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Open AccessArticle

Higher Protein Intake Is Not Associated with Decreased Kidney Function in Pre-Diabetic Older Adults Following a One-Year Intervention—A Preview Sub-Study

1
Department of Nutrition, Exercise and Sports, Faculty of Science, University of Copenhagen, 1958 Copenhagen, Denmark
2
Human Nutrition Unit, School of Biological Sciences, University of Auckland, Auckland 1010, New Zealand
3
Centre for Nutrition Research, University of Navarra, Calle Lrunlrrea 1, 31008 Pamplona, Navarra, Spain
4
CIBERobn, Instituto de Salud Carlos III, C/Monforte de Lemos 3–5, 28029 Madrid, Spain
5
Department of Food and Environmental Sciences, University of Helsinki, 00014 Helsinki, Finland
6
School of Life Sciences, Faculty of Medicine and Health Sciences, University of Nottingham, University Park, Nottingham NG7 2RD, UK
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Institute IMDEA Food, Crta. De Canto Blanco 8, 28029 Madrid, Spain
8
School of Sport and Exercise Sciences, A-STEM Research Centre, Swansea University, Singleton Park SA2 8PP, UK
*
Author to whom correspondence should be addressed.
Nutrients 2018, 10(1), 54; https://doi.org/10.3390/nu10010054
Received: 27 November 2017 / Revised: 27 December 2017 / Accepted: 3 January 2018 / Published: 9 January 2018
Concerns about detrimental renal effects of a high-protein intake have been raised due to an induced glomerular hyperfiltration, since this may accelerate the progression of kidney disease. The aim of this sub-study was to assess the effect of a higher intake of protein on kidney function in pre-diabetic men and women, aged 55 years and older. Analyses were based on baseline and one-year data in a sub-group of 310 participants included in the PREVIEW project (PREVention of diabetes through lifestyle Intervention and population studies in Europe and around the World). Protein intake was estimated from four-day dietary records and 24-hour urinary urea excretion. We used linear regression to assess the association between protein intake after one year of intervention and kidney function markers: creatinine clearance, estimated glomerular filtration rate (eGFR), urinary albumin/creatinine ratio (ACR), urinary urea/creatinine ratio (UCR), serum creatinine, and serum urea before and after adjustments for potential confounders. A higher protein intake was associated with a significant increase in UCR (p = 0.03) and serum urea (p = 0.05) after one year. There were no associations between increased protein intake and creatinine clearance, eGFR, ACR, or serum creatinine. We found no indication of impaired kidney function after one year with a higher protein intake in pre-diabetic older adults. View Full-Text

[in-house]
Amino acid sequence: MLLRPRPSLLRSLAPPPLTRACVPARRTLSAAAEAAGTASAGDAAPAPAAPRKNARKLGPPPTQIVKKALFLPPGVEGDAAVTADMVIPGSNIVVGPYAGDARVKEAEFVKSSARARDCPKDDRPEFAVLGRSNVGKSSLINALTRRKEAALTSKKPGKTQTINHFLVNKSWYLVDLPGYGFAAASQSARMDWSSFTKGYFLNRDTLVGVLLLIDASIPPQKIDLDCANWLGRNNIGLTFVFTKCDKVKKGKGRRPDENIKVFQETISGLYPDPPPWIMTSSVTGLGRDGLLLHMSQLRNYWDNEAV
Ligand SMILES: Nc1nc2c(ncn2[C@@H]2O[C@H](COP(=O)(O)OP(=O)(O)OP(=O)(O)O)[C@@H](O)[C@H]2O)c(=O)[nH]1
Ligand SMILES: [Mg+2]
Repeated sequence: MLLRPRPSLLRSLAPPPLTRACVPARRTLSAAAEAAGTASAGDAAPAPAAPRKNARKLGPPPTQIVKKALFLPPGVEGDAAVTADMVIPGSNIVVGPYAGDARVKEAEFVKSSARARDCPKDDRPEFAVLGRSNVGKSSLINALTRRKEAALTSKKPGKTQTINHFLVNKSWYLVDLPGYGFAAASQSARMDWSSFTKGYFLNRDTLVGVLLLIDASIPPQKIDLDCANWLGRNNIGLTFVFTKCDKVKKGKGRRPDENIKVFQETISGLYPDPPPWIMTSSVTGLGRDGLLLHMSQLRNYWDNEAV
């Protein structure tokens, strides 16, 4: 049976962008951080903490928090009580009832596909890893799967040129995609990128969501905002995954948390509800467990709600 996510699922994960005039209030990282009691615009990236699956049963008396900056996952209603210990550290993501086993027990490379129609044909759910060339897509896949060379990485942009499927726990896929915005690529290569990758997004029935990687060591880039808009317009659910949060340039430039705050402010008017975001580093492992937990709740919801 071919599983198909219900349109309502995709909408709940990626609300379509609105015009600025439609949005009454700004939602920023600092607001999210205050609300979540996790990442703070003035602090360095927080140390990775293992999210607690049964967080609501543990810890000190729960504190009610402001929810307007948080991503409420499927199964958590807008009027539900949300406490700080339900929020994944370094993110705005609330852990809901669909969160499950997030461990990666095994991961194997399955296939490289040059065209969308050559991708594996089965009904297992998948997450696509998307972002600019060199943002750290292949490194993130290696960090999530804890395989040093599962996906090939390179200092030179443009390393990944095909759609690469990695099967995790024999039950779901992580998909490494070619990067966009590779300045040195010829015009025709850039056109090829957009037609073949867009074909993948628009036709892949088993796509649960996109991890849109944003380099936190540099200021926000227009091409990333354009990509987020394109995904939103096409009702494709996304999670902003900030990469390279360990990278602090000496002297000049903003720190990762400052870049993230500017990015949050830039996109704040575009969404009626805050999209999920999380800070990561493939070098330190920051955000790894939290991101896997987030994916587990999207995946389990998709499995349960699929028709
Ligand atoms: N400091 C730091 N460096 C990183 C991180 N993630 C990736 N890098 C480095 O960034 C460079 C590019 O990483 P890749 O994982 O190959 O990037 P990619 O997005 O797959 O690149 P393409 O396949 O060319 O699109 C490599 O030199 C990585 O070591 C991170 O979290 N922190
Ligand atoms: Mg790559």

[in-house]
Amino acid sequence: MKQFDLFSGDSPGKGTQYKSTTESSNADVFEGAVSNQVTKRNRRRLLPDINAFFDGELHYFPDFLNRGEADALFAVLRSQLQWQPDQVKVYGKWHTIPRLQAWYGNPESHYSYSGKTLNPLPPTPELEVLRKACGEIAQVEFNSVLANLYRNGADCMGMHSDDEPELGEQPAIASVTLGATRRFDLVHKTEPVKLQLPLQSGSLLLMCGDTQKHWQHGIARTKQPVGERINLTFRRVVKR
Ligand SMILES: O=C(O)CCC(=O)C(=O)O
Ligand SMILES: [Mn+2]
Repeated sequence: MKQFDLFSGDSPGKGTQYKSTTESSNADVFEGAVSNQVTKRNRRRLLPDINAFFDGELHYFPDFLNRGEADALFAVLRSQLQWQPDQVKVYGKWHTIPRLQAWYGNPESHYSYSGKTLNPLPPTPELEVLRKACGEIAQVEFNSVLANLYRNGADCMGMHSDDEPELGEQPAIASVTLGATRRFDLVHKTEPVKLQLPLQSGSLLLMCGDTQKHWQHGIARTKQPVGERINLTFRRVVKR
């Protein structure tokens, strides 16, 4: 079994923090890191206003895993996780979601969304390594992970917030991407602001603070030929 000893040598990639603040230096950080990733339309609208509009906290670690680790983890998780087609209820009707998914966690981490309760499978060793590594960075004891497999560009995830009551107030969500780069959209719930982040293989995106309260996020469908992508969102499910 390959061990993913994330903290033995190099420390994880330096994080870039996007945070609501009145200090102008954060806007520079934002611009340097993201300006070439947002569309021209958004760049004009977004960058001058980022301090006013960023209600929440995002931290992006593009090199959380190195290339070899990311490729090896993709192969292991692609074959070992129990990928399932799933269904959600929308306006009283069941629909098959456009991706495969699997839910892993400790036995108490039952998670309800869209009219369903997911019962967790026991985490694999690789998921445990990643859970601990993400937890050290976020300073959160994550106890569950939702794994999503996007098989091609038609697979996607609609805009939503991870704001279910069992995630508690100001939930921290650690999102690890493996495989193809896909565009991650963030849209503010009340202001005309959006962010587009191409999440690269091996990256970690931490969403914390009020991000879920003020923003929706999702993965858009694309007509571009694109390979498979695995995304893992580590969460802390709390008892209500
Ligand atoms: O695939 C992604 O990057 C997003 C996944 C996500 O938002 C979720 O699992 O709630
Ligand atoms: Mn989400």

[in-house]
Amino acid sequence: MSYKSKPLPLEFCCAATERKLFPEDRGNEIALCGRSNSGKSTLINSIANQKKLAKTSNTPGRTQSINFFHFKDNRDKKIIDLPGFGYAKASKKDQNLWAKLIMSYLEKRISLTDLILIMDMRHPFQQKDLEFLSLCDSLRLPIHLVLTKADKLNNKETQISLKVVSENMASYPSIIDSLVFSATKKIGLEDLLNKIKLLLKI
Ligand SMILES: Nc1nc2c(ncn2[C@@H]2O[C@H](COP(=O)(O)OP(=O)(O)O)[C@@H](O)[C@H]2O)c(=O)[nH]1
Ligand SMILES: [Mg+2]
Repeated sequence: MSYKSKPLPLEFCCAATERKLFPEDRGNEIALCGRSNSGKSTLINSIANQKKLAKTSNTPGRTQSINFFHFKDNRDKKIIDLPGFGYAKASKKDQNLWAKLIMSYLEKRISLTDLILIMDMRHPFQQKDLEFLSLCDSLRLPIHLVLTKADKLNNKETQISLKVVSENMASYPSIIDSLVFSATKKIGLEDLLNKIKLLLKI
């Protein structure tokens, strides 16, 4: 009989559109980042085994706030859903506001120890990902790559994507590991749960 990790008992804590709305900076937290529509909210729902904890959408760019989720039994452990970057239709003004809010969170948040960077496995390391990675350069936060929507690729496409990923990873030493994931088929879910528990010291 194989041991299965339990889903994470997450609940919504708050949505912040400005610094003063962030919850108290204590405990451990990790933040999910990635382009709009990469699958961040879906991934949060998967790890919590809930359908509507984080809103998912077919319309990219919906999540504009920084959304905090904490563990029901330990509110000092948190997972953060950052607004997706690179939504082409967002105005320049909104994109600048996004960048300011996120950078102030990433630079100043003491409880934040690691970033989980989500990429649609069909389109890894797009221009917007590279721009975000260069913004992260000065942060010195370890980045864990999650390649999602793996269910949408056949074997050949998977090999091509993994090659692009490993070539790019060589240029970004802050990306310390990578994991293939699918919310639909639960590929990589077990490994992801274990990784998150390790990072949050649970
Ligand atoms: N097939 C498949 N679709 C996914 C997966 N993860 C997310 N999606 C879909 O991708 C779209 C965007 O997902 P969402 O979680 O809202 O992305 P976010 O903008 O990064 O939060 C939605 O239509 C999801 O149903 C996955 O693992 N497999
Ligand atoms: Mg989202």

Keywords: pre-diabetes; dietary protein; creatinine clearance; glomerular filtration rate; albumin; urea pre-diabetes; dietary protein; creatinine clearance; glomerular filtration rate; albumin; urea
MDPI and ACS Style

Møller, G.; Rikardt Andersen, J.; Ritz, C.; P. Silvestre, M.; Navas-Carretero, S.; Jalo, E.; Christensen, P.; Simpson, E.; Taylor, M.; Martinez, J.A.; Macdonald, I.; Swindell, N.; Mackintosh, K.A.; Stratton, G.; Fogelholm, M.; Larsen, T.M.; Poppitt, S.D.; Dragsted, L.O.; Raben, A. Higher Protein Intake Is Not Associated with Decreased Kidney Function in Pre-Diabetic Older Adults Following a One-Year Intervention—A Preview Sub-Study. Nutrients 2018, 10, 54.

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